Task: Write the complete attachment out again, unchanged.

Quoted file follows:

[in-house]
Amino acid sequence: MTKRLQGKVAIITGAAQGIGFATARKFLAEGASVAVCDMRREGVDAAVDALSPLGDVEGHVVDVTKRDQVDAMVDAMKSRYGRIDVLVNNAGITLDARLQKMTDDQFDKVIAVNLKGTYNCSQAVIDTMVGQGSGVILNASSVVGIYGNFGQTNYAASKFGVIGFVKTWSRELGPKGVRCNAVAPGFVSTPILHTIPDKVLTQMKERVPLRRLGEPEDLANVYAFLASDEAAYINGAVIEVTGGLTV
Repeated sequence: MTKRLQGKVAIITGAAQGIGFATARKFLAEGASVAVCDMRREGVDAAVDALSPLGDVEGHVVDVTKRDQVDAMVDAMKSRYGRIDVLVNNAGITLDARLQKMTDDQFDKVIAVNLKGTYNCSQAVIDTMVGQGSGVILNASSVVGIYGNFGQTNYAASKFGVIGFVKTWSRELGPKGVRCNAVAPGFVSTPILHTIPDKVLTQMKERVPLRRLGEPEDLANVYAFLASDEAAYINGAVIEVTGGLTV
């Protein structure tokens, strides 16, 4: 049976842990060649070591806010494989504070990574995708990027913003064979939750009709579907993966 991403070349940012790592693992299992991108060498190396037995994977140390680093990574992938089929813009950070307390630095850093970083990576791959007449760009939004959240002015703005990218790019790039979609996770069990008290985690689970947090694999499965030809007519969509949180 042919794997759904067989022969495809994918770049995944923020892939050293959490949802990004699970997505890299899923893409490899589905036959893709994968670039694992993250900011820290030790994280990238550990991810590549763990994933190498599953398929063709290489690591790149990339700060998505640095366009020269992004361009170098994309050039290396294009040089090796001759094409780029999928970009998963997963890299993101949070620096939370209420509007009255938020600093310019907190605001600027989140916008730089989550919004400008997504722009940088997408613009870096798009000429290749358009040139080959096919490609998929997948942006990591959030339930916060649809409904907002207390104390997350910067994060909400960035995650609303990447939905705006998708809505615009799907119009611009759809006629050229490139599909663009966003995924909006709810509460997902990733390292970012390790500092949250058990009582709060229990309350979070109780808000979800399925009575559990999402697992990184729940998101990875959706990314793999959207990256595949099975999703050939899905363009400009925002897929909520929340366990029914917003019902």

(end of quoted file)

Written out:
[in-house]
Amino acid sequence: MTKRLQGKVAIITGAAQGIGFATARKFLAEGASVAVCDMRREGVDAAVDALSPLGDVEGHVVDVTKRDQVDAMVDAMKSRYGRIDVLVNNAGITLDARLQKMTDDQFDKVIAVNLKGTYNCSQAVIDTMVGQGSGVILNASSVVGIYGNFGQTNYAASKFGVIGFVKTWSRELGPKGVRCNAVAPGFVSTPILHTIPDKVLTQMKERVPLRRLGEPEDLANVYAFLASDEAAYINGAVIEVTGGLTV
Repeated sequence: MTKRLQGKVAIITGAAQGIGFATARKFLAEGASVAVCDMRREGVDAAVDALSPLGDVEGHVVDVTKRDQVDAMVDAMKSRYGRIDVLVNNAGITLDARLQKMTDDQFDKVIAVNLKGTYNCSQAVIDTMVGQGSGVILNASSVVGIYGNFGQTNYAASKFGVIGFVKTWSRELGPKGVRCNAVAPGFVSTPILHTIPDKVLTQMKERVPLRRLGEPEDLANVYAFLASDEAAYINGAVIEVTGGLTV
């Protein structure tokens, strides 16, 4: 049976842990060649070591806010494989504070990574995708990027913003064979939750009709579907993966 991403070349940012790592693992299992991108060498190396037995994977140390680093990574992938089929813009950070307390630095850093970083990576791959007449760009939004959240002015703005990218790019790039979609996770069990008290985690689970947090694999499965030809007519969509949180 042919794997759904067989022969495809994918770049995944923020892939050293959490949802990004699970997505890299899923893409490899589905036959893709994968670039694992993250900011820290030790994280990238550990991810590549763990994933190498599953398929063709290489690591790149990339700060998505640095366009020269992004361009170098994309050039290396294009040089090796001759094409780029999928970009998963997963890299993101949070620096939370209420509007009255938020600093310019907190605001600027989140916008730089989550919004400008997504722009940088997408613009870096798009000429290749358009040139080959096919490609998929997948942006990591959030339930916060649809409904907002207390104390997350910067994060909400960035995650609303990447939905705006998708809505615009799907119009611009759809006629050229490139599909663009966003995924909006709810509460997902990733390292970012390790500092949250058990009582709060229990309350979070109780808000979800399925009575559990999402697992990184729940998101990875959706990314793999959207990256595949099975999703050939899905363009400009925002897929909520929340366990029914917003019902």